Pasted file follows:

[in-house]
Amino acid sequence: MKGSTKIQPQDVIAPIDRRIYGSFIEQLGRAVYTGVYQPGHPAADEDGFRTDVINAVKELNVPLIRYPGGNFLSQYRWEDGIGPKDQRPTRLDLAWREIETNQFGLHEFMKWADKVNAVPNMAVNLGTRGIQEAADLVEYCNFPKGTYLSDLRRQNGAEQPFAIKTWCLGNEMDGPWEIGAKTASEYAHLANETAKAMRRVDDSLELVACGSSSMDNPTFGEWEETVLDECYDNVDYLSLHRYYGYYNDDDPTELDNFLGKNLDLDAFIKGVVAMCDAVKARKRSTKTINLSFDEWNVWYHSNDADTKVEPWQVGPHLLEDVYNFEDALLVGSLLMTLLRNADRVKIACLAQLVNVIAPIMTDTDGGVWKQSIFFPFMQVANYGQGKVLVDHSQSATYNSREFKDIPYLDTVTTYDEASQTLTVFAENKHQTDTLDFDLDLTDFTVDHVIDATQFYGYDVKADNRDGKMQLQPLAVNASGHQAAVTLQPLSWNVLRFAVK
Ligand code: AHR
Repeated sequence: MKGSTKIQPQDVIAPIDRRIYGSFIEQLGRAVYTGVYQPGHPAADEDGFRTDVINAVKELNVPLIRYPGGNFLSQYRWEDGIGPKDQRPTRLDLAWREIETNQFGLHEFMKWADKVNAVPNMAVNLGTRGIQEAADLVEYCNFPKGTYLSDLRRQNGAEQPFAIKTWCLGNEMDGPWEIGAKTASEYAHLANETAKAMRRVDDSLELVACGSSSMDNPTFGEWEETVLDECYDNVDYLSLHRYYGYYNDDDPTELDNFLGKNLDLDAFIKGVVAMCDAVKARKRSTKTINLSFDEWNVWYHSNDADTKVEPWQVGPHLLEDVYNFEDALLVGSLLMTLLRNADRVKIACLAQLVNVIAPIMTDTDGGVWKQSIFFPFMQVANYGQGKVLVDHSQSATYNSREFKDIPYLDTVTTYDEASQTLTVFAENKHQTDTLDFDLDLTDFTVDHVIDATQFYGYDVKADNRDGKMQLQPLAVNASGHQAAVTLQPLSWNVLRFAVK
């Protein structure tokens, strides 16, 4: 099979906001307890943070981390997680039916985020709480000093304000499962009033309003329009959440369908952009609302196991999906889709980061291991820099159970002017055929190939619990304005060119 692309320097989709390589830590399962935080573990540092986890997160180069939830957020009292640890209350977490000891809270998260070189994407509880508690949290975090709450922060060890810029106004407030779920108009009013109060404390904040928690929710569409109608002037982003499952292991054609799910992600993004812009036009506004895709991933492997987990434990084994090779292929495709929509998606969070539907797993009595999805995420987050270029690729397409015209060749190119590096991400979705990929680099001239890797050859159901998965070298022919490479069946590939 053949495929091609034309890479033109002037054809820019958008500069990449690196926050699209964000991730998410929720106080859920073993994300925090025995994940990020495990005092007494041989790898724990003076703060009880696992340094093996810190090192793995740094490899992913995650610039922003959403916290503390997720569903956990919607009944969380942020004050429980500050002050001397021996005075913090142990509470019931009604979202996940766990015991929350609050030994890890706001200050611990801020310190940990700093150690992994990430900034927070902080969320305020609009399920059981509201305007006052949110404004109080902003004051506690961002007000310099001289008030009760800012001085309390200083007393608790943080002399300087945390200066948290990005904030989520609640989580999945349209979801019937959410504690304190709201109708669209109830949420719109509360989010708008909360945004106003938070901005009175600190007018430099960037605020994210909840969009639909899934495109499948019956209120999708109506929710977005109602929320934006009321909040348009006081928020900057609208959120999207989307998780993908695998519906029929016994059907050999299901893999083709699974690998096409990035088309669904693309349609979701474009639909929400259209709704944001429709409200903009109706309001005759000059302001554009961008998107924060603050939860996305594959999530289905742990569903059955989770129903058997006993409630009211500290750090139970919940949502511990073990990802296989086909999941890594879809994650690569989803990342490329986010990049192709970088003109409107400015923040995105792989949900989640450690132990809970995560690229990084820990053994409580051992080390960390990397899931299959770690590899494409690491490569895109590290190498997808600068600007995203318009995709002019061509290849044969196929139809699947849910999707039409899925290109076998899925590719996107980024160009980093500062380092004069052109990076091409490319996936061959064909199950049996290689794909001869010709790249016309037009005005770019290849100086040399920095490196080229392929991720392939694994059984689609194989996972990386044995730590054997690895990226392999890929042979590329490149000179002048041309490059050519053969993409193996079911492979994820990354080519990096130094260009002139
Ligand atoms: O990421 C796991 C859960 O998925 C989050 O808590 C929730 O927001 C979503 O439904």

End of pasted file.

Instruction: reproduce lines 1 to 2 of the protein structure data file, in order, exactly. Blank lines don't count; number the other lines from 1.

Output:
[in-house]
Amino acid sequence: MKGSTKIQPQDVIAPIDRRIYGSFIEQLGRAVYTGVYQPGHPAADEDGFRTDVINAVKELNVPLIRYPGGNFLSQYRWEDGIGPKDQRPTRLDLAWREIETNQFGLHEFMKWADKVNAVPNMAVNLGTRGIQEAADLVEYCNFPKGTYLSDLRRQNGAEQPFAIKTWCLGNEMDGPWEIGAKTASEYAHLANETAKAMRRVDDSLELVACGSSSMDNPTFGEWEETVLDECYDNVDYLSLHRYYGYYNDDDPTELDNFLGKNLDLDAFIKGVVAMCDAVKARKRSTKTINLSFDEWNVWYHSNDADTKVEPWQVGPHLLEDVYNFEDALLVGSLLMTLLRNADRVKIACLAQLVNVIAPIMTDTDGGVWKQSIFFPFMQVANYGQGKVLVDHSQSATYNSREFKDIPYLDTVTTYDEASQTLTVFAENKHQTDTLDFDLDLTDFTVDHVIDATQFYGYDVKADNRDGKMQLQPLAVNASGHQAAVTLQPLSWNVLRFAVK